Tuesday, July 21, 2015

What age should my child begin to floss?

Pediatric and family dentists alike are known to emphasize good brushing and flossing routines when patients visit the dentist. Children need time to develop a routine and the ability to clean their teeth on their own. A toothbrush is much easier to hold and manipulate than floss so parents should take the time each evening to ensure that their teeth are flossed properly.

When do I start flossing my child’s teeth?

As your child’s teeth develop, the gaps between them begin to shrink. Once neighboring teeth are in close proximity, parents can begin flossing their child’s teeth. Depending on your child’s development, this could be as early as age 2 ½.

When should a child start to floss their own teeth?

Once your child has reached school age, you will want them to start flossing their own teeth. The fine motor skills needed to floss correctly may not be developed yet, parents may need to follow up with a more thorough flossing after their child has had a chance to try on their own. It is essential to take these moments to help give pointers on how to improve.

  • Give your child a visual prompt to suggest the length of floss, perhaps a towel rack or the length across the sink.
  • Demonstrate how to gently wrap floss around their fingers to keep it from being too tight.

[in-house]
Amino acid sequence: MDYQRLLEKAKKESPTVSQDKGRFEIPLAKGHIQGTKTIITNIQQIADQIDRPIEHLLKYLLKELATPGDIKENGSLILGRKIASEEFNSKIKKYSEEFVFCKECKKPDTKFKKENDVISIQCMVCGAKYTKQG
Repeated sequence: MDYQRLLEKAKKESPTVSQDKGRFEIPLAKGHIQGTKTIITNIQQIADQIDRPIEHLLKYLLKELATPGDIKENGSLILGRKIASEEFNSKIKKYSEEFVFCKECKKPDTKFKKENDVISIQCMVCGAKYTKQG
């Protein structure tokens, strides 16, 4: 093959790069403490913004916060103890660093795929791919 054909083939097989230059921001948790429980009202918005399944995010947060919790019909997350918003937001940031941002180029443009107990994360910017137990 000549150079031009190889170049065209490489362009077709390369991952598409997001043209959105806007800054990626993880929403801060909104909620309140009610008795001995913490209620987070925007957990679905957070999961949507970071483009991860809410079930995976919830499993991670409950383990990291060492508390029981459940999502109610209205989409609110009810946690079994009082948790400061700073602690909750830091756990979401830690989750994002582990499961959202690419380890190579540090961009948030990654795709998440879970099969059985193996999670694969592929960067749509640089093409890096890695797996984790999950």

• Let them watch you floss so they can mimic your movements.
  • Repeat tips often until your child has mastered the task.


When will my child be able to floss alone?

Depending on your child’s fine motor development, he/she may not be able to floss alone until after the age of ten. At that point flossing should be a routine part of your child’s bedtime regimen each day.

Making the flossing habit stick!

You want your child to floss every day, your pediatric dentist does too! Building good habits are easier for some children so it may take some extra leg work on the parents’ part for those kids who may be more forgetful.

Here are a few tips to help get the flossing routine to stick:

  • Keep the floss next to their toothbrush and toothpaste
  • Place a checklist next to the sink so they remember each step - use pictures clues for non-readers
  • Hang a calendar in the bathroom and let your child check off or place a sticker each day after they floss.
Just remember, every child is different and your plan may need adjustments for other children in the home.

If you want to learn more about your child’s teeth or have a concern about their oral hygiene routine, please contact your North Scottsdale pediatric dentist, Dr. Noel Korf for more information.


1 comment:

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